Jump to ContentJump to Main Navigation
The Protection of Non-Traditional TrademarksCritical Perspectives$

Irene Calboli and Martin Senftleben

Print publication date: 2018

Print ISBN-13: 9780198826576

Published to Oxford Scholarship Online: February 2019

DOI: 10.1093/oso/9780198826576.001.0001

Show Summary Details
Page of

PRINTED FROM OXFORD SCHOLARSHIP ONLINE (oxford.universitypressscholarship.com). (c) Copyright Oxford University Press, 2021. All Rights Reserved. An individual user may print out a PDF of a single chapter of a monograph in OSO for personal use. date: 31 July 2021

Non-Traditional Trademarks

Non-Traditional Trademarks

An Empirical Study

Chapter:
(p.37) 2 Non-Traditional Trademarks
Source:
The Protection of Non-Traditional Trademarks
Author(s):

Mitchell Adams

Amanda Scardamaglia

Publisher:
Oxford University Press
DOI:10.1093/oso/9780198826576.003.0003

Abstract and Keywords

This chapter provides a twenty-year retrospective on non-traditional trademarks, using the European Union, the United Kingdom, Singapore, Japan, and Australia as case studies. It presents findings from an empirical study on the application and registration of non-traditional marks in these jurisdictions from 1996 to present day. It assesses whether the appetite for non-traditional marks differs across jurisdictions and what impact, if any, differing regulatory regimes have on filing and registration activity. The study also canvasses the micro-trends emerging from these data in order to test prevailing assumptions about non-traditional marks. The policy implications of these findings will also be touched upon and contextualized against growing concerns about trademark depletion, which have to date focused on the diminishing number of available words and colors as trademarks, but may well extend to non-traditional marks more generally.

Keywords:   trademarks, shapes, colors, non-traditional marks, exotic marks, Europe, United Kingdom, Singapore, Japan, Australia

I. Introduction

This chapter provides a twenty-year retrospective on non-traditional trademarks, using the European Union (EU), the United Kingdom (UK), Singapore, Japan, and Australia as case studies. It presents findings from an empirical study on the application and registration of non-traditional marks in these jurisdictions from 1996 to present day. The aim is to assess, among other things, whether the appetite for non-traditional marks differs across jurisdictions and what impact, if any, differing regulatory regimes have on filing and registration activity. The study further aims to canvass the micro-trends emerging from these data in order to test, at a high level, prevailing assumptions about non-traditional marks. The policy implications of these findings will also be touched upon and contextualized against growing concerns about trademark depletion, which have to date focused on the diminishing number of available words1 and colors2 as trademarks, but may well extend to non-traditional marks more generally.3 This chapter also sets out plans for future research arising from the data presented here.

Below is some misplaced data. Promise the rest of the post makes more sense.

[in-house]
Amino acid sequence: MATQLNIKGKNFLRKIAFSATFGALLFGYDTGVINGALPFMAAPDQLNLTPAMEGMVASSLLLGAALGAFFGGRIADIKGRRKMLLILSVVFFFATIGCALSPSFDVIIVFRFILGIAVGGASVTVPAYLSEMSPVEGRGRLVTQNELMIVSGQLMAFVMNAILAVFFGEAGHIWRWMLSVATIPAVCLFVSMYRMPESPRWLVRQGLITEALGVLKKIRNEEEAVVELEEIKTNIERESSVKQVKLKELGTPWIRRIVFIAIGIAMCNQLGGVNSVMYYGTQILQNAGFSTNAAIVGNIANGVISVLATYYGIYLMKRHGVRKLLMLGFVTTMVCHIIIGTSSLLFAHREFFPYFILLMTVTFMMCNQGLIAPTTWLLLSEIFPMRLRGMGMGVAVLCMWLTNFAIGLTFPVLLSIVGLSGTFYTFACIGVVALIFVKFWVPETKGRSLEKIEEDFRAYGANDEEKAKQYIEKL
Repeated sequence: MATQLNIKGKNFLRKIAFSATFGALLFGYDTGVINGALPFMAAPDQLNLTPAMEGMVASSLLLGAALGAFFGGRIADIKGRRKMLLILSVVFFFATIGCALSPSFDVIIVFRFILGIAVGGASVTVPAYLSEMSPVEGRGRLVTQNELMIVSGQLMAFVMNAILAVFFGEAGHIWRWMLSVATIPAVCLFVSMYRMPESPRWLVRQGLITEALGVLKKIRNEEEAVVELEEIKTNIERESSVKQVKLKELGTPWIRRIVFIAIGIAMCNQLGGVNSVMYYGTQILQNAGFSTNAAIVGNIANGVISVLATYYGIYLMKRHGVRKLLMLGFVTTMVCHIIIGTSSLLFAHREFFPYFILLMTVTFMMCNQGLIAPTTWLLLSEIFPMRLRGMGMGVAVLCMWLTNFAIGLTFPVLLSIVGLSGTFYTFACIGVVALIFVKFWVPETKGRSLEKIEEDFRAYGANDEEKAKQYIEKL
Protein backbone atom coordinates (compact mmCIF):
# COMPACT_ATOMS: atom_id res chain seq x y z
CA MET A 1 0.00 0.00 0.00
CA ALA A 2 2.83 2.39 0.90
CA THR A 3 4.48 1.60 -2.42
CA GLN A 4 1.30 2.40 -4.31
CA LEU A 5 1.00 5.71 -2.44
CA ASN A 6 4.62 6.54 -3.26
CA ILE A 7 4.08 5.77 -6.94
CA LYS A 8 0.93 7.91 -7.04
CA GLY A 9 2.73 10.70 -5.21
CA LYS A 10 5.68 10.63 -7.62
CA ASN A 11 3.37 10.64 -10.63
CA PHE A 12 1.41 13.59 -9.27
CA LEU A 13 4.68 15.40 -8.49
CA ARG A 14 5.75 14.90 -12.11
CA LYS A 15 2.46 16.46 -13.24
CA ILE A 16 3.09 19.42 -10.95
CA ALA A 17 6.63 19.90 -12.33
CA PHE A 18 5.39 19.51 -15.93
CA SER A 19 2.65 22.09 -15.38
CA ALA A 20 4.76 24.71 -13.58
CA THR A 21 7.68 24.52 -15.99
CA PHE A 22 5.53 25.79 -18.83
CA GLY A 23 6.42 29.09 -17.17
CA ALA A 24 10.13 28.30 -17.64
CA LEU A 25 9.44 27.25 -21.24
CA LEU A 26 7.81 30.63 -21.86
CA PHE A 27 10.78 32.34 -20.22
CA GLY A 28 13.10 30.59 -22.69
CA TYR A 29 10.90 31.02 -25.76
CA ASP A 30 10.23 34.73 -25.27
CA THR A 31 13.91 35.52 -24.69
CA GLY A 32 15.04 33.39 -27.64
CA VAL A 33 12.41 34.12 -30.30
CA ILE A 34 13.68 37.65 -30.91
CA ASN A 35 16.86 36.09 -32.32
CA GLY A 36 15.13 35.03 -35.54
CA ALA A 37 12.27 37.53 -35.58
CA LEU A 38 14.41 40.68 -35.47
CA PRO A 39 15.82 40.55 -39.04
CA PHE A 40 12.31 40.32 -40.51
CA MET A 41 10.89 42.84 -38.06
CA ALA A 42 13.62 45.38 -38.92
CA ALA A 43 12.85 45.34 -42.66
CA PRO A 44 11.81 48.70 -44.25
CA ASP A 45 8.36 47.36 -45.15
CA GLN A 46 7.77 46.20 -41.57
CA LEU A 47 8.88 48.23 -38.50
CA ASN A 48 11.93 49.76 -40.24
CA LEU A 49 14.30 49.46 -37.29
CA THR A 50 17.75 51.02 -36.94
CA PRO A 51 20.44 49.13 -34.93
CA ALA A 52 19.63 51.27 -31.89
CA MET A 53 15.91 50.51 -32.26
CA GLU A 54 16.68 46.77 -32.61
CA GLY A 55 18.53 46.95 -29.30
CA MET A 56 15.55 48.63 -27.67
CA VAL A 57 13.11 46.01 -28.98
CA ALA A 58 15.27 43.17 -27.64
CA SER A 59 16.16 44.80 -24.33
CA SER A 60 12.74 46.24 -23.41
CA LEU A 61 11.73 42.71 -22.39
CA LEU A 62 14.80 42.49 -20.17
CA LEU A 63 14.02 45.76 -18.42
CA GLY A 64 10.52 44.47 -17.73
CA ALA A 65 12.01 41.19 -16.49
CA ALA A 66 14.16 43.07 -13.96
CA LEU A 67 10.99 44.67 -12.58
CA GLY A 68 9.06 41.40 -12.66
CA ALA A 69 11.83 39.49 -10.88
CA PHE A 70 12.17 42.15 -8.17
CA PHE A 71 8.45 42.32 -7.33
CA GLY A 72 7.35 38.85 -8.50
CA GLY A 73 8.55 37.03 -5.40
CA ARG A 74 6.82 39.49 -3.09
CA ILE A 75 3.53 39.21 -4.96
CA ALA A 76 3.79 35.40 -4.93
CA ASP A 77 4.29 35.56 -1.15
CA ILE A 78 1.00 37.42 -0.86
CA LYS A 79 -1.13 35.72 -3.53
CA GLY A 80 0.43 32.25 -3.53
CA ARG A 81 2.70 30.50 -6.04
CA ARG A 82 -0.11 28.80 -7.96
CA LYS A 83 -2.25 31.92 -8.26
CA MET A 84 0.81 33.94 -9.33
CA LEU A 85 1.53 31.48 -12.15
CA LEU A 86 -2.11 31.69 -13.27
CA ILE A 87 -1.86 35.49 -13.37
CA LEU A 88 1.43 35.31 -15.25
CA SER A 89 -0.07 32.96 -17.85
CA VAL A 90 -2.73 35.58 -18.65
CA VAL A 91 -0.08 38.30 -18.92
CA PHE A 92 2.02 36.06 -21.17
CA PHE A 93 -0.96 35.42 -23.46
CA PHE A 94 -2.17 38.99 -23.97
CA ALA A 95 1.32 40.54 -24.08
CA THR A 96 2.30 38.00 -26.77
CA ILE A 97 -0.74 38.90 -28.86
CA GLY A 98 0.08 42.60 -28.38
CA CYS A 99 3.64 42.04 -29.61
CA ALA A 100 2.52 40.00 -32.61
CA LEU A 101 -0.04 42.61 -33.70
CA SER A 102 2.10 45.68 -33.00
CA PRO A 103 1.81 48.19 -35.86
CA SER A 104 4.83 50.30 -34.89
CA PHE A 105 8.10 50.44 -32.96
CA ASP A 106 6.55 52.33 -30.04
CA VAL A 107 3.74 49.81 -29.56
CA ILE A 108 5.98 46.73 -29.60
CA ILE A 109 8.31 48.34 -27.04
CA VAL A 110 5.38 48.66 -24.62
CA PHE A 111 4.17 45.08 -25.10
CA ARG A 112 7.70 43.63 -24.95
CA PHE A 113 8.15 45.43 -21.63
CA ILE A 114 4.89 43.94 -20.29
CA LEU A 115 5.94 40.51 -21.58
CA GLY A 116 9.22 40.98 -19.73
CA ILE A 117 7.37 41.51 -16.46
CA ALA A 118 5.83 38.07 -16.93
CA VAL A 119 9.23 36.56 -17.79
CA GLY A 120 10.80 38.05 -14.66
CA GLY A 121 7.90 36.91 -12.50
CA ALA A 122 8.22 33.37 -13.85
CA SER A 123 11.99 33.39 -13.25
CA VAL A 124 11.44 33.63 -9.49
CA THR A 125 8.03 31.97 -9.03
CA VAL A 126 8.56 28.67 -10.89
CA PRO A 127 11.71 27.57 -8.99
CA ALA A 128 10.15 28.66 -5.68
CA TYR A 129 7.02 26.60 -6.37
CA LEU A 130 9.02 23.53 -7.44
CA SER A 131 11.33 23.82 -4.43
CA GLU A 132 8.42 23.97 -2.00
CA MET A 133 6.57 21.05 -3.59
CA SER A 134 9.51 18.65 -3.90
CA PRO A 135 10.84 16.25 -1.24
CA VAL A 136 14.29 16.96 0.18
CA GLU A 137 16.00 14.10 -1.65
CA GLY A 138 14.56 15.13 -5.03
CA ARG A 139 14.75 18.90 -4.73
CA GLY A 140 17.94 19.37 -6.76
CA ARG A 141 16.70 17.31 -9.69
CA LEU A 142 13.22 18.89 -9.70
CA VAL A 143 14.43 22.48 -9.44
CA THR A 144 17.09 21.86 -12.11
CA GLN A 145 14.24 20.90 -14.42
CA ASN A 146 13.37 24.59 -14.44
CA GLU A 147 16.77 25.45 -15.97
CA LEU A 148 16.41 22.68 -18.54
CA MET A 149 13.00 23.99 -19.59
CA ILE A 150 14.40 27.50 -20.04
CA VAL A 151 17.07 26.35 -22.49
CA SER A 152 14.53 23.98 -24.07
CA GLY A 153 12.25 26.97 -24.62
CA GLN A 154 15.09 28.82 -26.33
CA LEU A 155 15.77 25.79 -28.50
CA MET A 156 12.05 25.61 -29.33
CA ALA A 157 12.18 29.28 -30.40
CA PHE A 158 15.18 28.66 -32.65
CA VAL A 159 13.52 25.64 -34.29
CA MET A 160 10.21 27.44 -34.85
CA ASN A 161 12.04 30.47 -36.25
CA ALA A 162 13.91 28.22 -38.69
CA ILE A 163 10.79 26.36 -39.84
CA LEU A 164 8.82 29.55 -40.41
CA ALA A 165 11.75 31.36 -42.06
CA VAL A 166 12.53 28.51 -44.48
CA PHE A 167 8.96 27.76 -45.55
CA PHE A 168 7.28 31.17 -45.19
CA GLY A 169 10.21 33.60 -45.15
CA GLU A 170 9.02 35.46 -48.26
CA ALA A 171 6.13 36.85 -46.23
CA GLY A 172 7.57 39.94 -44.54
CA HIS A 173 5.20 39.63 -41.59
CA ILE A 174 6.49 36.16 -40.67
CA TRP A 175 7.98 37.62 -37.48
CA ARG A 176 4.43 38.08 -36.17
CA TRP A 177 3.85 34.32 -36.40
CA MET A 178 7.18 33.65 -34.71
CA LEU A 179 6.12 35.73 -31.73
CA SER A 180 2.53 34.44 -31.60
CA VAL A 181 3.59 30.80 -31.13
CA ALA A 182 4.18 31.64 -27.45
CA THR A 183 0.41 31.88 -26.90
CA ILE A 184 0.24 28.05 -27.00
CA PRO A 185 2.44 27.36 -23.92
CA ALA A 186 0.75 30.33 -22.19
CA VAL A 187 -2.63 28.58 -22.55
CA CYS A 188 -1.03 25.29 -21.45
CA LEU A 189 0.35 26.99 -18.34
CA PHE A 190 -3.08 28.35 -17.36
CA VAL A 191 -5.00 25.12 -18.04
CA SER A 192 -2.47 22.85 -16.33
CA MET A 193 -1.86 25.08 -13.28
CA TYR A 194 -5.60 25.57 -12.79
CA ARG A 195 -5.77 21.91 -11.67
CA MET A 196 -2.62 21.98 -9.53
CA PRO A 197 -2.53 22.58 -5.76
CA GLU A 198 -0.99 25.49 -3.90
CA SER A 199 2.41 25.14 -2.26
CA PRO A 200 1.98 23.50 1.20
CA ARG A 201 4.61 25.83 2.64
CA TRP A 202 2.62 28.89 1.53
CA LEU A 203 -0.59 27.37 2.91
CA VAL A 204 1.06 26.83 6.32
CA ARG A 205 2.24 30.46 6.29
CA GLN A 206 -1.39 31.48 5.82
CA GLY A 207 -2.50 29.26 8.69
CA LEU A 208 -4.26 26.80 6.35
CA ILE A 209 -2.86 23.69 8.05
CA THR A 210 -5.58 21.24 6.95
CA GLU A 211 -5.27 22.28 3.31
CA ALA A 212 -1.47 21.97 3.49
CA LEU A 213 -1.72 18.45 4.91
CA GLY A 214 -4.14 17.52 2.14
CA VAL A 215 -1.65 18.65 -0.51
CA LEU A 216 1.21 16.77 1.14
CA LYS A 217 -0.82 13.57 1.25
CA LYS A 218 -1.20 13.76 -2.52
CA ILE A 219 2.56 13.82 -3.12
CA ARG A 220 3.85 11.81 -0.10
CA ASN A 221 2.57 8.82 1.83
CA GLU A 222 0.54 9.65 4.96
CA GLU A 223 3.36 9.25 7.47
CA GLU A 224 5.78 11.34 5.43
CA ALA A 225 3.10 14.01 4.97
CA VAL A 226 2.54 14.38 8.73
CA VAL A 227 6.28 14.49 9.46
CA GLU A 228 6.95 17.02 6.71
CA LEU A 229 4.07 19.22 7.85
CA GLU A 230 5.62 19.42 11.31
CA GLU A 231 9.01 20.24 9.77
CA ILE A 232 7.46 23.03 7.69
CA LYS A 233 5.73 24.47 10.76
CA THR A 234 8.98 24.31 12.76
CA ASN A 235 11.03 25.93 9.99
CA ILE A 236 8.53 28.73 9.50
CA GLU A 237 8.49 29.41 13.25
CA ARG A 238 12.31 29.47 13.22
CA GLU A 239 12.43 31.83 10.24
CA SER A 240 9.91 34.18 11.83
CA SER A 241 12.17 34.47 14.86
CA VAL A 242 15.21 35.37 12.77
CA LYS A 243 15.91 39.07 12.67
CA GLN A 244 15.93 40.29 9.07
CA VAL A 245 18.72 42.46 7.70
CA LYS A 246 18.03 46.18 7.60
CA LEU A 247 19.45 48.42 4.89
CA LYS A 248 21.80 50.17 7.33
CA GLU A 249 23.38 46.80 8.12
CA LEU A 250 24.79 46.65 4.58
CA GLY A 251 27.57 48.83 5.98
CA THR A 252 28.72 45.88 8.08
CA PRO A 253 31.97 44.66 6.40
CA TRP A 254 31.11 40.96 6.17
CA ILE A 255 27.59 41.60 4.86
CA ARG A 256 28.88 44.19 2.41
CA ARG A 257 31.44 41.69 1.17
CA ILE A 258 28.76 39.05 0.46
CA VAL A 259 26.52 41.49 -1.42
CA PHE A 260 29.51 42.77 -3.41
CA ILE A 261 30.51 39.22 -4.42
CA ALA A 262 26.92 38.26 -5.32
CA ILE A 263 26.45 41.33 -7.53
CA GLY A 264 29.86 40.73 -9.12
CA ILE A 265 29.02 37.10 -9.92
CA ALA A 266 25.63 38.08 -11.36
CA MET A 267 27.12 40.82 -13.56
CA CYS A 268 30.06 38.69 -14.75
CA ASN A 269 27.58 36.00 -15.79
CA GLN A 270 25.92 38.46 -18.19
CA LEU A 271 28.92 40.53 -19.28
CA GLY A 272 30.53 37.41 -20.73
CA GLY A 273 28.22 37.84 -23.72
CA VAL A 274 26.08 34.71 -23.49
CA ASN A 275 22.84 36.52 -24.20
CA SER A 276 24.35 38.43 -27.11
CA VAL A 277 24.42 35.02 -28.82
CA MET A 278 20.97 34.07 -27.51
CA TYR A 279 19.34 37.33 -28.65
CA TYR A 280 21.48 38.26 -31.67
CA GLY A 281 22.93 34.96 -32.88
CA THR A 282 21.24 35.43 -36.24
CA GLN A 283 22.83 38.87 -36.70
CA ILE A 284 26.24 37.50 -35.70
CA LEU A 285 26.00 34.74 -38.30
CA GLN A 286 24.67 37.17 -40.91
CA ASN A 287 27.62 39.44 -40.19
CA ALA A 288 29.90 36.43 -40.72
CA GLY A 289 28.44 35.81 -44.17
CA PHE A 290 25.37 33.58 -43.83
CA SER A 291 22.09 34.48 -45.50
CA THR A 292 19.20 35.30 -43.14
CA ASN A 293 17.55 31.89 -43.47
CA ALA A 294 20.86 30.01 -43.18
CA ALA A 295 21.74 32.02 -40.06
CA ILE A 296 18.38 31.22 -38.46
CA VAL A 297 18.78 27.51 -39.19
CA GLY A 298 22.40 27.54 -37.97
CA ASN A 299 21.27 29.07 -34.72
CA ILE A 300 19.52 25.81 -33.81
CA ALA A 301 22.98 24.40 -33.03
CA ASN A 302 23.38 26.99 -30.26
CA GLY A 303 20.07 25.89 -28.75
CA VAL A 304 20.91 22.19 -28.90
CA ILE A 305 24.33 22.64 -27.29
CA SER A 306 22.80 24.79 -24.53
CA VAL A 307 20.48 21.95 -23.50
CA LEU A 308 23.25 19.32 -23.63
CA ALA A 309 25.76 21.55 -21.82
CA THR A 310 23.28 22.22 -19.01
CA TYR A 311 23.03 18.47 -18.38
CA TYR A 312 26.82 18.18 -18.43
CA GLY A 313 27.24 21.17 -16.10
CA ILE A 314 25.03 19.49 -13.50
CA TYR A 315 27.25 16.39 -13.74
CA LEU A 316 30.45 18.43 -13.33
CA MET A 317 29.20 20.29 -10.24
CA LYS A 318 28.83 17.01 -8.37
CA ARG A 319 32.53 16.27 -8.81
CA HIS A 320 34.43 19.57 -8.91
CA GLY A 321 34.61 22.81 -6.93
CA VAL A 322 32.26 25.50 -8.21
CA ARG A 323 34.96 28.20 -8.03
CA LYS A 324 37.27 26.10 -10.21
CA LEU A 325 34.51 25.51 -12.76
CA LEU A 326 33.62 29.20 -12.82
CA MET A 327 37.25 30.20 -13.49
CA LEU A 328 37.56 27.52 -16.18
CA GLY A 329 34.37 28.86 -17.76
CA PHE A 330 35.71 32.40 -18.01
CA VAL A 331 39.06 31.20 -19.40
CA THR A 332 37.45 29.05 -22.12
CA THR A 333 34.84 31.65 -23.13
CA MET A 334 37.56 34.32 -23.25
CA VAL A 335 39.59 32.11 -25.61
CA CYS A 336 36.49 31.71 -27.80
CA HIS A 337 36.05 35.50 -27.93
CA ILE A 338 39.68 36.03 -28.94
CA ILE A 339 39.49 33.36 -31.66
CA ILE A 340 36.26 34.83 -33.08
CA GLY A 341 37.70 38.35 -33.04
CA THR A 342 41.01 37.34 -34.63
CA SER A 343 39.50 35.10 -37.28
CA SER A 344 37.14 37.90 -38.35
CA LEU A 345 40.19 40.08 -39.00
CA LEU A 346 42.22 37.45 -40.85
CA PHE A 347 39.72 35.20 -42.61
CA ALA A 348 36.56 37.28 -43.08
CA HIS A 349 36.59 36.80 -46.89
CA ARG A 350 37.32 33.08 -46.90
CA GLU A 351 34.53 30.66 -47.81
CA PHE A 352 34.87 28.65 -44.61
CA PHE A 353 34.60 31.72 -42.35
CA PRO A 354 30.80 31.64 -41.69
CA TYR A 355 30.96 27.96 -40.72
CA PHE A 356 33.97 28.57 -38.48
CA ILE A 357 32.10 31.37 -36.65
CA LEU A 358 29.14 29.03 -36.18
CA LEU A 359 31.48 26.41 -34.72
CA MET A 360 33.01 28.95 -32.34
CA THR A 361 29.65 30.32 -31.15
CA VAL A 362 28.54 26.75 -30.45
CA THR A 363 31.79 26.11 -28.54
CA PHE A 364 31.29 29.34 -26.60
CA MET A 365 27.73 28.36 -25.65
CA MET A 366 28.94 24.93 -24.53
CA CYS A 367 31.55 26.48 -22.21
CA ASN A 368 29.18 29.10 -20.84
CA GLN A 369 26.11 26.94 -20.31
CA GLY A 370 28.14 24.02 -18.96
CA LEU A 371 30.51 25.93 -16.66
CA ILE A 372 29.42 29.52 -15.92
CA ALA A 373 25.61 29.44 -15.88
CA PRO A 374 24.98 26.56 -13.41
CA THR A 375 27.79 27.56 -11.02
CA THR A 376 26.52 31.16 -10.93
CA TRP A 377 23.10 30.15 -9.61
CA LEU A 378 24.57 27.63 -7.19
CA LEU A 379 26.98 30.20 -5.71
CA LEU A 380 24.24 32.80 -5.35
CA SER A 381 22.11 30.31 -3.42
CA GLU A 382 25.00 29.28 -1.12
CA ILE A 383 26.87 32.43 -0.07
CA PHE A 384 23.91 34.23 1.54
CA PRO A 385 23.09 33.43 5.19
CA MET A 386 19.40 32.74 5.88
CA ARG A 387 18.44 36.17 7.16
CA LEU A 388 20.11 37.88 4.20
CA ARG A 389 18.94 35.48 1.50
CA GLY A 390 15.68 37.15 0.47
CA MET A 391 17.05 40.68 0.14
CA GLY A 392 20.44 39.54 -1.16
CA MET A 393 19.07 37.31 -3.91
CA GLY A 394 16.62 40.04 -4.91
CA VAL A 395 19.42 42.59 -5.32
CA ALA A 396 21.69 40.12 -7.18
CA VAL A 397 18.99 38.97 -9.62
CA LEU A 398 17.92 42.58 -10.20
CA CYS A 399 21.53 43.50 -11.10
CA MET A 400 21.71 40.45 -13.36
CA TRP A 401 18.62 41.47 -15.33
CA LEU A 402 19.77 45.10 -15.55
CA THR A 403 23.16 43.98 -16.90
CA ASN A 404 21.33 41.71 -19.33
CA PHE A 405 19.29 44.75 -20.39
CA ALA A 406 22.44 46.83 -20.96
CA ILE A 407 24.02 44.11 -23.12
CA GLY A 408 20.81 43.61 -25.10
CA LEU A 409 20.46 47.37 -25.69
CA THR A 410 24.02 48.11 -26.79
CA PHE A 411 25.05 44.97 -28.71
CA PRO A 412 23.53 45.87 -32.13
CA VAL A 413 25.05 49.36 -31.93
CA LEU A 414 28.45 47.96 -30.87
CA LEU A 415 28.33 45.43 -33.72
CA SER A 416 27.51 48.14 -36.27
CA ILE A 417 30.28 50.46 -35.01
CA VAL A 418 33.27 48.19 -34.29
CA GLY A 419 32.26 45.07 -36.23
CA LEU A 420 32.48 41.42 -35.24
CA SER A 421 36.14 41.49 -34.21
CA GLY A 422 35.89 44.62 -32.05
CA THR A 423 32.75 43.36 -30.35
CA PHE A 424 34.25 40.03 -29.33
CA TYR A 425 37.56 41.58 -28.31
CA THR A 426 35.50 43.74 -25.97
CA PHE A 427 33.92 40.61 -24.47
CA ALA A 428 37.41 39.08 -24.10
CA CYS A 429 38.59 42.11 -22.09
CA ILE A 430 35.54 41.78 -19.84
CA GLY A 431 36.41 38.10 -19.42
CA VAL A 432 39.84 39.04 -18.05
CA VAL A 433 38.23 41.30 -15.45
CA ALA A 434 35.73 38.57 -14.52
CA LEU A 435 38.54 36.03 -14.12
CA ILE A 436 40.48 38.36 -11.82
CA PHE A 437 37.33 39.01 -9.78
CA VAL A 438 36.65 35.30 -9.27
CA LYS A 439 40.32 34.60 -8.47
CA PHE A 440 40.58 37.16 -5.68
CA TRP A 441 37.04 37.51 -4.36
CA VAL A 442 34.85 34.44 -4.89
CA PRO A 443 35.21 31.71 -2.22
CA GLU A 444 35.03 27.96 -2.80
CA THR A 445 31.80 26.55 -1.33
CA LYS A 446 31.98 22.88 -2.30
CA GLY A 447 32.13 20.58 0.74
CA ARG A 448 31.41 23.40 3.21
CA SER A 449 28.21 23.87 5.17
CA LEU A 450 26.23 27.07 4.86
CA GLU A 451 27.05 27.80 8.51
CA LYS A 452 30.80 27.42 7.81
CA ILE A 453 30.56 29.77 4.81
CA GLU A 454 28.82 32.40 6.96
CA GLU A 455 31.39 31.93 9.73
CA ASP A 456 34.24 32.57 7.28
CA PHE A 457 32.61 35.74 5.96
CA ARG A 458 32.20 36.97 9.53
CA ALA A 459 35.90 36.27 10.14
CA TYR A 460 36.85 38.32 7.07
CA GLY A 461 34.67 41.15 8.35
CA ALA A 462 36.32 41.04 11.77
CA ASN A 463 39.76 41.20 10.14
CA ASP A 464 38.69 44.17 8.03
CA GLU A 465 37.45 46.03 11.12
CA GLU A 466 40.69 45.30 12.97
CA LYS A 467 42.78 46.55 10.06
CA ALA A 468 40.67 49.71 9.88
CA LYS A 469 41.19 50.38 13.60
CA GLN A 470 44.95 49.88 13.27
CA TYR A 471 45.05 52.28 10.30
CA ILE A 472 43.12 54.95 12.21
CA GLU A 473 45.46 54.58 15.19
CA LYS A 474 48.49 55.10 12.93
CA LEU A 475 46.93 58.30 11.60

II. Jurisdictional Differences and Legal Controversies

Today, “almost anything at all that is capable of carrying meaning” can function as a trademark.4 Even so, the limits placed upon registration vary across jurisdictions. When it comes to non-traditional marks, the EU, the UK, Singapore, Japan, and (p.38) Australia make for an interesting comparative study thanks to their geo-political differences and their differing registration requirements for non-traditional marks.

The key point of difference between the case studies presented in this chapter relate to the treatment of functional marks—namely functional shape marks. The registration of non-traditional marks in these jurisdictions also poses the usual series of legal dilemmas, which are frequently relied upon to frame normative arguments for (but mostly against) the registration of non-traditional marks. These jurisdictional differences and policy dilemmas will be discussed in the first part, before the empirical impact of these issues are unpacked in the remainder of the chapter, with a view to test some of the assumptions underlying the scholarly discussion on non-traditional marks.

A. Comparative approaches to functionality and non-traditional marks

In most jurisdictions, or at least those that are signatories to the Agreement on Trade-Related Aspects of Intellectual Property Rights (TRIPS), non-traditional marks are registrable so long as they are distinctive and visually perceptible. Such signs include but are not limited to “… in particular words including personal names, letters, numerals, figurative elements, and combinations of colours as well as any combination of such signs . …”5 As this illustrative list is not closed, the trademark concept underlying the TRIPS Agreement is broad enough to capture two dimensional and three-dimensional shapes, sounds and scents, as well as movement marks and holograms.